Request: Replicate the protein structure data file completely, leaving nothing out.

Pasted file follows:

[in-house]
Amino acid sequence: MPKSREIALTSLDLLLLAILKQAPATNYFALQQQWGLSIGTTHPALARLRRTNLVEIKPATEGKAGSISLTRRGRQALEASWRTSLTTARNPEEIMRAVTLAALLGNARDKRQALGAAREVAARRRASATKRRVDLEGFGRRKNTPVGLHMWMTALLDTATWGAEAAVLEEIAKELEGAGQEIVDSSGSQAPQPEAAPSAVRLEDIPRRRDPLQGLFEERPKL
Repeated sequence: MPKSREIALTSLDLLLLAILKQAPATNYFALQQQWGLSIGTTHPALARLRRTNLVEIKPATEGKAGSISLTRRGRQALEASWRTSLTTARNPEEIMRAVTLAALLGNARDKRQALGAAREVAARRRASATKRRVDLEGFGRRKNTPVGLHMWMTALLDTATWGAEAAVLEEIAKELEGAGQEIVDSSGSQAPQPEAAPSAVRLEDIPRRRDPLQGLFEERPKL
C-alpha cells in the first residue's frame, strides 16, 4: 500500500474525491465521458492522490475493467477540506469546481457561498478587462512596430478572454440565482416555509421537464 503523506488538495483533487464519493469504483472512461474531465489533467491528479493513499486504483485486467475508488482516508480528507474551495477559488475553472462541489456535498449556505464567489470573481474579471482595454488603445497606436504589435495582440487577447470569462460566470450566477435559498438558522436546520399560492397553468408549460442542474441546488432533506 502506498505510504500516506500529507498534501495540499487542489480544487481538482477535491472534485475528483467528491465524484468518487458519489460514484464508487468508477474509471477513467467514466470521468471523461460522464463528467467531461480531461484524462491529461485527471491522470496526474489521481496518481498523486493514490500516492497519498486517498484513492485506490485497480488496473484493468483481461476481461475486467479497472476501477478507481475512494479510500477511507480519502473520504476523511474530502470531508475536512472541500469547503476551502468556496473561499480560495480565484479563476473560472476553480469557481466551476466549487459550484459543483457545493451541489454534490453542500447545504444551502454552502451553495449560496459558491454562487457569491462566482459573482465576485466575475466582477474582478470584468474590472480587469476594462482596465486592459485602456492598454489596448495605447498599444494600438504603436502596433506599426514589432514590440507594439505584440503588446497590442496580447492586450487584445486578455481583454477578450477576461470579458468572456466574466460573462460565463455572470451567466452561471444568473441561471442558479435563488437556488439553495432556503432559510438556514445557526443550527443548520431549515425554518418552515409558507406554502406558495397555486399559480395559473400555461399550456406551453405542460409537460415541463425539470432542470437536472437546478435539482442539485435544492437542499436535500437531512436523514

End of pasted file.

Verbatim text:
[in-house]
Amino acid sequence: MPKSREIALTSLDLLLLAILKQAPATNYFALQQQWGLSIGTTHPALARLRRTNLVEIKPATEGKAGSISLTRRGRQALEASWRTSLTTARNPEEIMRAVTLAALLGNARDKRQALGAAREVAARRRASATKRRVDLEGFGRRKNTPVGLHMWMTALLDTATWGAEAAVLEEIAKELEGAGQEIVDSSGSQAPQPEAAPSAVRLEDIPRRRDPLQGLFEERPKL
Repeated sequence: MPKSREIALTSLDLLLLAILKQAPATNYFALQQQWGLSIGTTHPALARLRRTNLVEIKPATEGKAGSISLTRRGRQALEASWRTSLTTARNPEEIMRAVTLAALLGNARDKRQALGAAREVAARRRASATKRRVDLEGFGRRKNTPVGLHMWMTALLDTATWGAEAAVLEEIAKELEGAGQEIVDSSGSQAPQPEAAPSAVRLEDIPRRRDPLQGLFEERPKL
C-alpha cells in the first residue's frame, strides 16, 4: 500500500474525491465521458492522490475493467477540506469546481457561498478587462512596430478572454440565482416555509421537464 503523506488538495483533487464519493469504483472512461474531465489533467491528479493513499486504483485486467475508488482516508480528507474551495477559488475553472462541489456535498449556505464567489470573481474579471482595454488603445497606436504589435495582440487577447470569462460566470450566477435559498438558522436546520399560492397553468408549460442542474441546488432533506 502506498505510504500516506500529507498534501495540499487542489480544487481538482477535491472534485475528483467528491465524484468518487458519489460514484464508487468508477474509471477513467467514466470521468471523461460522464463528467467531461480531461484524462491529461485527471491522470496526474489521481496518481498523486493514490500516492497519498486517498484513492485506490485497480488496473484493468483481461476481461475486467479497472476501477478507481475512494479510500477511507480519502473520504476523511474530502470531508475536512472541500469547503476551502468556496473561499480560495480565484479563476473560472476553480469557481466551476466549487459550484459543483457545493451541489454534490453542500447545504444551502454552502451553495449560496459558491454562487457569491462566482459573482465576485466575475466582477474582478470584468474590472480587469476594462482596465486592459485602456492598454489596448495605447498599444494600438504603436502596433506599426514589432514590440507594439505584440503588446497590442496580447492586450487584445486578455481583454477578450477576461470579458468572456466574466460573462460565463455572470451567466452561471444568473441561471442558479435563488437556488439553495432556503432559510438556514445557526443550527443548520431549515425554518418552515409558507406554502406558495397555486399559480395559473400555461399550456406551453405542460409537460415541463425539470432542470437536472437546478435539482442539485435544492437542499436535500437531512436523514